Are nurses people who please people?

Are nurses in danger of pleasing people? Or are people pleasers in danger of becoming nurses? Are some people born that way or is it something we learn? Is this the story of the chicken or the egg? Read on to discover some answers.

According to Dr. Harriet B. BraikerIn his book, The Disease to Please, most people who please people are made that way from early childhood. But it does not explain why multiple siblings, growing up in the same household, do not all develop the syndrome. However, it appears to be a condition that persists until it is effectively treated. It has damaged many lives, but the treatment is simple and effective.

This book is for lay people. It’s easy to follow and includes some tests you can take to see if you are a victim and, if so, how severe the condition is.

Complacent people it can be found, according to this book, in many areas of life, including in leadership roles. Have you ever heard of a “yes-man”? We’re not talking about the ones typically labeled “brats.” Those people have an agenda and they can stop. We’re talking about the person who just can’t say “No” to requests to do additional favors or duties for people.

These are people who seem to say “Yes” to too many requests, and then they end up so stressed that they seem about to explode. These are probably the people everyone always ask first to cover their shift, because they always agree to do so. And of course they also have the same problem saying “No” when they are not at work.

They agree to do much more than is humanly possible, and then they get angry and lose their patience in a way that may seem out of proportion to their current situation. Braiker locates many men and women who suffer from this problem and summarizes their case studies. It is well written and it is compassionate.

Many people who please tend to show love give gifts and perform acts of service, but have trouble receiving. They give and they do it until they wear out and soften. But those whom they love and serve never seem to reciprocate. These precious people often hide secret wounds and never feel loved by those on whom they lavish their affection. They often have trouble showing their sincere hearts to others due to the fears they have learned at an early age. It makes two-way relationships very difficult.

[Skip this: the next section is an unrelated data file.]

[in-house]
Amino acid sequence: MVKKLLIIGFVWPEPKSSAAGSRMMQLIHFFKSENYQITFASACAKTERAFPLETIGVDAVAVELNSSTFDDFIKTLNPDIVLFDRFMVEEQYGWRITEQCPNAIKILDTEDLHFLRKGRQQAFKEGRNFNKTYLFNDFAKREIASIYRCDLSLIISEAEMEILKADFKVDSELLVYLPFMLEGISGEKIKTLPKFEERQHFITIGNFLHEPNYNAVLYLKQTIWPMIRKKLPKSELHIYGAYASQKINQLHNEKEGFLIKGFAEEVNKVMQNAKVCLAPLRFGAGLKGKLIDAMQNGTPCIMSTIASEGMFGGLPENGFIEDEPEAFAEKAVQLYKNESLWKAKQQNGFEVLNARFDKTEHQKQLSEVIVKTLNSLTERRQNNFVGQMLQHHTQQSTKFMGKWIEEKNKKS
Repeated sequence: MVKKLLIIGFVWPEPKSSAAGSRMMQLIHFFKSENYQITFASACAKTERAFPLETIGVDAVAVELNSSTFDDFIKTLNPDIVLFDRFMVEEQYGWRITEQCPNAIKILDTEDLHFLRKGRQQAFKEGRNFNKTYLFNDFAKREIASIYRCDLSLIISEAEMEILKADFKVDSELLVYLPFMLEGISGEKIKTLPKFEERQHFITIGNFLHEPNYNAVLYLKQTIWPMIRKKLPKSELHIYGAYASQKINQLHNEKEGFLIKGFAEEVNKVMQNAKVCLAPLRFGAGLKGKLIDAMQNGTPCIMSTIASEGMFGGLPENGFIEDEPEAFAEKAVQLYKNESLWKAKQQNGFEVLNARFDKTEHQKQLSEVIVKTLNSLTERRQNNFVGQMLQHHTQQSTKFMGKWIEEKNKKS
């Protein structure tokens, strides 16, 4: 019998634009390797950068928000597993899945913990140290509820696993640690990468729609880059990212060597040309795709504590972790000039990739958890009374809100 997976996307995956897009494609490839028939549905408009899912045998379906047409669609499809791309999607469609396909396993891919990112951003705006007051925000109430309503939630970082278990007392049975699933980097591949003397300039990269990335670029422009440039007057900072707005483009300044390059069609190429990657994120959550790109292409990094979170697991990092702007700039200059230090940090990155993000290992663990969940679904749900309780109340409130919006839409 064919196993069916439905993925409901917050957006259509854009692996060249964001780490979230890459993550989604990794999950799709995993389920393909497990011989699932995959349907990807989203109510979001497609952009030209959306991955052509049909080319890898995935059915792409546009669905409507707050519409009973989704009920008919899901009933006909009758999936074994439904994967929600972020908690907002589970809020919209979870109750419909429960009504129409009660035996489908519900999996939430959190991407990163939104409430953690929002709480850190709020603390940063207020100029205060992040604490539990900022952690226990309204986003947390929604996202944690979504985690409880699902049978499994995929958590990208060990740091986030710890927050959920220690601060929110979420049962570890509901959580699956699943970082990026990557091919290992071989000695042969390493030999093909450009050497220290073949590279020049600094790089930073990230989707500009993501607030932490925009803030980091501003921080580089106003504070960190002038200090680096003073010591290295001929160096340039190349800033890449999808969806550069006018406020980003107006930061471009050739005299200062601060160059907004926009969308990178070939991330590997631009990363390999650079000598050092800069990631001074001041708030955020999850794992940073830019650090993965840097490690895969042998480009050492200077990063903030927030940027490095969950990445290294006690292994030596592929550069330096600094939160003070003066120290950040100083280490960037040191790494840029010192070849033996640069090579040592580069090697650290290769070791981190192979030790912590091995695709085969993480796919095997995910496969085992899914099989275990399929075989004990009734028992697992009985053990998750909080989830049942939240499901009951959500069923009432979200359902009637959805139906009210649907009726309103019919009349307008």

These are some of the things people who please people think and feel. “The words ‘I love you’ always carry memories of painful actions associated with it.” “Saying ‘No’ is dangerous.” “Love Hurts.” “I have to shut up and stay out of the way to be safe.” “I have to be a” nice “boy / girl and do what they tell me.” “I have to always agree.” “I have to comply.” “I always have to say ‘yes’.”

Obviously many – perhaps well intentioned – but still dysfunctional families raise complacent people. It is a trait that develops as a survival mechanism to help children survive. They are forced to find ways to manage in any way they can. Then more people who please people grow and breed.

So it’s a syndrome created. They usually accept all requests. Some may have been promiscuous in their teens as they haven’t learned about healthy boundaries. They have trouble understanding where they end and where others begin. They do not believe they have rights to what happens to their bodies. They can easily grow up to be battered spouses.

They are so sweet, so good and so nice. They dismiss their own needs and prefer the needs of others. These are some of its trademarks. This has been programmed into them. Maybe that’s why they are such good nurses. Hospital patients and nursing directors adore these obedient people. But on the inside, those who please people often suffer and are unable to change.

Your brothers You may have grown up with different looking scars, but they were probably all affected. We see victims of dysfunctional families every day, because almost none of us really understand how to be healthy or raise healthy children.

GOAL, THERE IS HELP – It is effective and easy! Braiker’s book provides a 21-day action plan with simple little steps to retrain the complacent responses to requests in a polite manner. From the earliest days, the people in the book who followed the footsteps saw exciting improvements.

This is easy! The steps are so small and they build on each other. Following these simple steps has helped many to become people who now live happy and fulfilling lives. The book is filled with former victims who have now come to embrace their own personal worth, as well as gain fresh new value for those around them.

Of course, a little book cannot be the total cure for a lifetime of behavior. And the plight of some is beyond what this book alone can address. But it certainly gives the people-pleaser a place to start. I like how it helps a person develop a sense that they have a right to be who they are, and that is priceless.

So are nurses in danger of pleasing people? No. If it wasn’t already, the nurse will not do it for you (although it will try). Are people who please people in danger of becoming nurses? Yes, a lot, because they love to do for others. Are people born like this? No. It is a trait that is learned during childhood. But some are more likely to develop this syndrome than others. And unfortunately, many people who like people will raise their children to become people who like people because they don’t know any better.

There are many other books on this topic. But this one is very easy to relate to and very easy to use.

Health! To your health!

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